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Human Vault Nanoparticle Targeted Delivery of Antiretroviral Drugs to Inhibit Human Immunodeficiency Virus Type 1 Infection.

  • Author(s): Fulcher, Jennifer A;
  • Tamshen, Kyle;
  • Wollenberg, Alexander L;
  • Kickhoefer, Valerie A;
  • Mrazek, Jan;
  • Elliott, Julie;
  • Ibarrondo, F Javier;
  • Anton, Peter A;
  • Rome, Leonard H;
  • Maynard, Heather D;
  • Deming, Timothy;
  • Yang, Otto O
  • et al.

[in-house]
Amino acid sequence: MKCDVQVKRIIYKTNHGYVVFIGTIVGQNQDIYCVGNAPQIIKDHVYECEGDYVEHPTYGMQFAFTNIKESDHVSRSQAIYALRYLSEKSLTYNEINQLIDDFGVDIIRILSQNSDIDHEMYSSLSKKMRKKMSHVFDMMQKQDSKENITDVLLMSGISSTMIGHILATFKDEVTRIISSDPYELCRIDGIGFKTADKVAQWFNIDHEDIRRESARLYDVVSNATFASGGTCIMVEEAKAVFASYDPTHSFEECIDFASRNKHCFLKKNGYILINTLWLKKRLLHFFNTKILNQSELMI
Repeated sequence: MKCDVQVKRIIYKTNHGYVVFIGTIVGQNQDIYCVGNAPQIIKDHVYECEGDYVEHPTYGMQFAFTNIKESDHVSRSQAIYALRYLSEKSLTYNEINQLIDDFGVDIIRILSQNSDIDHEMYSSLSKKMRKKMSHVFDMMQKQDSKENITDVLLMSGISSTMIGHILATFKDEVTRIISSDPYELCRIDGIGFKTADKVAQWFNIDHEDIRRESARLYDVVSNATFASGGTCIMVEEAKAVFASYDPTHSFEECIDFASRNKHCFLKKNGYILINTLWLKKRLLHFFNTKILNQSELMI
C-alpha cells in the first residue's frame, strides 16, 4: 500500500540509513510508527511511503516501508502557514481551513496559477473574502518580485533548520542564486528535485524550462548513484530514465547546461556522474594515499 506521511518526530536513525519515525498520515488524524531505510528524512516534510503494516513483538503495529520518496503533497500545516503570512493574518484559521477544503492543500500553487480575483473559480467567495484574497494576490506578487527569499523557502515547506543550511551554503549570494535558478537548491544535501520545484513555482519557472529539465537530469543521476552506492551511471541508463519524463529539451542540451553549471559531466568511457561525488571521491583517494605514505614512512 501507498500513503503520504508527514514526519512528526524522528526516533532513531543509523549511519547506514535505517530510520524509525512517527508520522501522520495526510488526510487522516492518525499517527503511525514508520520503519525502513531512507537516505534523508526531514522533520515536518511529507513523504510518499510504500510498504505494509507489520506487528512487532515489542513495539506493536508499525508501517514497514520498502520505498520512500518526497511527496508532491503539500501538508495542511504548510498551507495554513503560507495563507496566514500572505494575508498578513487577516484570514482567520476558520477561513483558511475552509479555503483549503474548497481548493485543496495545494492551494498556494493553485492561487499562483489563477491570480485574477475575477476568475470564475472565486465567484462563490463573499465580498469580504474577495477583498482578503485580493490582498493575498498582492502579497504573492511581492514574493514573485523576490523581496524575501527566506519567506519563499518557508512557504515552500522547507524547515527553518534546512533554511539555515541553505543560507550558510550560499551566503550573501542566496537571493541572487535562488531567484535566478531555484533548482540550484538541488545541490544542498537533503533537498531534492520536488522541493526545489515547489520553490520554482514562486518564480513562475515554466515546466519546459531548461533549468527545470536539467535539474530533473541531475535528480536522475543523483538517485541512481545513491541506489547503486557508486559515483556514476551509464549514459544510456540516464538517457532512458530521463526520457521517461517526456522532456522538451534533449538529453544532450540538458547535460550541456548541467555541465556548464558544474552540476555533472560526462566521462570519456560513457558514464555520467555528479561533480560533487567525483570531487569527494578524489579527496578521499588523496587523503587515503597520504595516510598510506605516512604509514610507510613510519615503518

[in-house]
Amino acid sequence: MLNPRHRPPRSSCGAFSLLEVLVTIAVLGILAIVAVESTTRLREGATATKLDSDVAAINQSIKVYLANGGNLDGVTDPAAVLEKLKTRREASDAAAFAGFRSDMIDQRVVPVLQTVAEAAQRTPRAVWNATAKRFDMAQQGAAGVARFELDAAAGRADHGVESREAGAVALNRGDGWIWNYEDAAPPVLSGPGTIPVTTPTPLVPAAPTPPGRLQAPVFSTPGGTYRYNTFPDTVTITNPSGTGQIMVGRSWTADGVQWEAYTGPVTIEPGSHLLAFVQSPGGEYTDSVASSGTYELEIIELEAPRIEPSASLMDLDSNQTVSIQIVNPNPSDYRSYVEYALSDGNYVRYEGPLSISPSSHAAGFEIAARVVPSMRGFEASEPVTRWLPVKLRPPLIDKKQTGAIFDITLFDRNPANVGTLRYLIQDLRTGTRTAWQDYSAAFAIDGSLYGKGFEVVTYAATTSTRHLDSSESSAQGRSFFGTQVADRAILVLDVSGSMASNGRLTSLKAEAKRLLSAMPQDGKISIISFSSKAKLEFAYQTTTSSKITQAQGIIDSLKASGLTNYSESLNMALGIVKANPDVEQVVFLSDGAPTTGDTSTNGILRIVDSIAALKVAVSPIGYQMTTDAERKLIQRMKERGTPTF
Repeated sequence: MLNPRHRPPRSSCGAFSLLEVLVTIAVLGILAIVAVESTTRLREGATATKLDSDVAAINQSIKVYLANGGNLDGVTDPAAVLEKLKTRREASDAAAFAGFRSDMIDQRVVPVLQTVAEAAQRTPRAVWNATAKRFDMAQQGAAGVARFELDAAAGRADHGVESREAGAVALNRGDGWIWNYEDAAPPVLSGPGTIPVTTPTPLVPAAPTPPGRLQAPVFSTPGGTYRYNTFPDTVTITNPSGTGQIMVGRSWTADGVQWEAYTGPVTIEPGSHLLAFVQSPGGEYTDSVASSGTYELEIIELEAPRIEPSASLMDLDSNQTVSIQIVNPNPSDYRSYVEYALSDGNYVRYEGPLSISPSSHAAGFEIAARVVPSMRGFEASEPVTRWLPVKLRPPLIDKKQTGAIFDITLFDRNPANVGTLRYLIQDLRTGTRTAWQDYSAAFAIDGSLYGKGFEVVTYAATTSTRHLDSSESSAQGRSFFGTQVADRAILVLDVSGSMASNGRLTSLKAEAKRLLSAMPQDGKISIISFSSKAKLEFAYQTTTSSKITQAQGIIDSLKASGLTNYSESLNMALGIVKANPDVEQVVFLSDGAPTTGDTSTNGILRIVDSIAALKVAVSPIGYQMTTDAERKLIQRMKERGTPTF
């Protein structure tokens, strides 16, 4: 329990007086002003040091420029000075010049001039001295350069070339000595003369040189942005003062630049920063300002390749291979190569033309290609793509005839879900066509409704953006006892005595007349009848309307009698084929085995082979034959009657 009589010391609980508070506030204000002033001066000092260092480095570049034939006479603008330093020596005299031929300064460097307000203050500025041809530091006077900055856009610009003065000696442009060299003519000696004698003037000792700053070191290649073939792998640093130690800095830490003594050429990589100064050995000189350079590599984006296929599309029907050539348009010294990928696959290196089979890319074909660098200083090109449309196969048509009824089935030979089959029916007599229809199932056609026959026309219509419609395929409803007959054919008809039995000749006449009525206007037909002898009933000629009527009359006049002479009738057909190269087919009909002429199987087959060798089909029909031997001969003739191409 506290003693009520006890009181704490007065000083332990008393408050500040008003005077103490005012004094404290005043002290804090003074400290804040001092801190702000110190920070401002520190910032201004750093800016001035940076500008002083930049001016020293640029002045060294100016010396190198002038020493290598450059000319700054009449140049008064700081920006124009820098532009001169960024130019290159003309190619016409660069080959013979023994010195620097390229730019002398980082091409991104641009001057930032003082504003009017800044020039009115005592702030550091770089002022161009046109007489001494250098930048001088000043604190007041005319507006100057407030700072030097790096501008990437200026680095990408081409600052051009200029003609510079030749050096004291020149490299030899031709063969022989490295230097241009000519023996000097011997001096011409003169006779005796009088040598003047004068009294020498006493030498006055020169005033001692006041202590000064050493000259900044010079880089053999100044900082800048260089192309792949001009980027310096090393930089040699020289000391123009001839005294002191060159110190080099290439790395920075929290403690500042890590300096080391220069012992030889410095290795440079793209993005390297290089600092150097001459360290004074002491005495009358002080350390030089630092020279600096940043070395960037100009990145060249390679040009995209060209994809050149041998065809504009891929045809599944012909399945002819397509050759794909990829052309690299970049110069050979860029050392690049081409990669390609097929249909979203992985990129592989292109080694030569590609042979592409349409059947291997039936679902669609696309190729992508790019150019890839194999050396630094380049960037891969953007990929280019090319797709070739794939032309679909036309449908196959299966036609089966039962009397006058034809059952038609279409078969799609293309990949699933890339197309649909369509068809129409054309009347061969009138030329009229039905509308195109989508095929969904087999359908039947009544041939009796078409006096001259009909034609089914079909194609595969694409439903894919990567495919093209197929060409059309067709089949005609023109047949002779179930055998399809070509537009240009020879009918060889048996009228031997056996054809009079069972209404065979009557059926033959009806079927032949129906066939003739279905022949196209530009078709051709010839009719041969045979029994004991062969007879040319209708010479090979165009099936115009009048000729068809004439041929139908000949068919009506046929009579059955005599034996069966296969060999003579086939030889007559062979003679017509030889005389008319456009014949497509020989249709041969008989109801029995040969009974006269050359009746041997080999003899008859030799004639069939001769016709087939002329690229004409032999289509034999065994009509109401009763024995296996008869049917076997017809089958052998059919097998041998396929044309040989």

"Vaults" are ubiquitously expressed endogenous ribonucleoprotein nanoparticles with potential utility for targeted drug delivery. Here, we show that recombinant human vault nanoparticles are readily engulfed by certain key human peripheral blood mononuclear cells (PBMC), predominately dendritic cells, monocytes/macrophages, and activated T cells. As these cell types are the primary targets for human immunodeficiency virus type 1 (HIV-1) infection, we examined the utility of recombinant human vaults for targeted delivery of antiretroviral drugs. We chemically modified three different antiretroviral drugs, zidovudine, tenofovir, and elvitegravir, for direct conjugation to vaults. Tested in infection assays, drug-conjugated vaults inhibited HIV-1 infection of PBMC with equivalent activity to free drugs, indicating vault delivery and drug release in the cytoplasm of HIV-1-susceptible cells. The ability to deliver functional drugs via vault nanoparticle conjugates suggests their potential utility for targeted drug delivery against HIV-1.

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